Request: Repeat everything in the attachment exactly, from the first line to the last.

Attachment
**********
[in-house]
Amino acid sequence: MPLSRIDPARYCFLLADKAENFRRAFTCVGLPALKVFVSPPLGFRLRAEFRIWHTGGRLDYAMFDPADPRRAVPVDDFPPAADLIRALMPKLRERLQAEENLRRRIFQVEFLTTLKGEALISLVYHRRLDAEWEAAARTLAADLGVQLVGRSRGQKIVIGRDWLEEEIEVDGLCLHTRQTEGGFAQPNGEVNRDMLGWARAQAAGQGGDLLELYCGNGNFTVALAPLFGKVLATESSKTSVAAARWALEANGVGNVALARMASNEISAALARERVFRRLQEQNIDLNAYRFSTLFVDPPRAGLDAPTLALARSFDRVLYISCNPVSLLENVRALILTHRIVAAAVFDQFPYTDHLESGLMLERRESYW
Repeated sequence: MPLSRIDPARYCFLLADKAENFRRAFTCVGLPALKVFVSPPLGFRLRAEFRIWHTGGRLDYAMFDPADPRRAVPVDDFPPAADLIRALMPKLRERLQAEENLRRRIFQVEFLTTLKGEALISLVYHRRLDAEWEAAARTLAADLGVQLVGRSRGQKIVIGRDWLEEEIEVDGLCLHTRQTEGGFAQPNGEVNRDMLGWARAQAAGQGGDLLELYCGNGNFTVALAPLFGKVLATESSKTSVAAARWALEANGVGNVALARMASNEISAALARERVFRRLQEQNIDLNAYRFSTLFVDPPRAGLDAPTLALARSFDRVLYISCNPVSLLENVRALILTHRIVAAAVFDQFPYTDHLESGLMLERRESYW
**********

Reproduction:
[in-house]
Amino acid sequence: MPLSRIDPARYCFLLADKAENFRRAFTCVGLPALKVFVSPPLGFRLRAEFRIWHTGGRLDYAMFDPADPRRAVPVDDFPPAADLIRALMPKLRERLQAEENLRRRIFQVEFLTTLKGEALISLVYHRRLDAEWEAAARTLAADLGVQLVGRSRGQKIVIGRDWLEEEIEVDGLCLHTRQTEGGFAQPNGEVNRDMLGWARAQAAGQGGDLLELYCGNGNFTVALAPLFGKVLATESSKTSVAAARWALEANGVGNVALARMASNEISAALARERVFRRLQEQNIDLNAYRFSTLFVDPPRAGLDAPTLALARSFDRVLYISCNPVSLLENVRALILTHRIVAAAVFDQFPYTDHLESGLMLERRESYW
Repeated sequence: MPLSRIDPARYCFLLADKAENFRRAFTCVGLPALKVFVSPPLGFRLRAEFRIWHTGGRLDYAMFDPADPRRAVPVDDFPPAADLIRALMPKLRERLQAEENLRRRIFQVEFLTTLKGEALISLVYHRRLDAEWEAAARTLAADLGVQLVGRSRGQKIVIGRDWLEEEIEVDGLCLHTRQTEGGFAQPNGEVNRDMLGWARAQAAGQGGDLLELYCGNGNFTVALAPLFGKVLATESSKTSVAAARWALEANGVGNVALARMASNEISAALARERVFRRLQEQNIDLNAYRFSTLFVDPPRAGLDAPTLALARSFDRVLYISCNPVSLLENVRALILTHRIVAAAVFDQFPYTDHLESGLMLERRESYW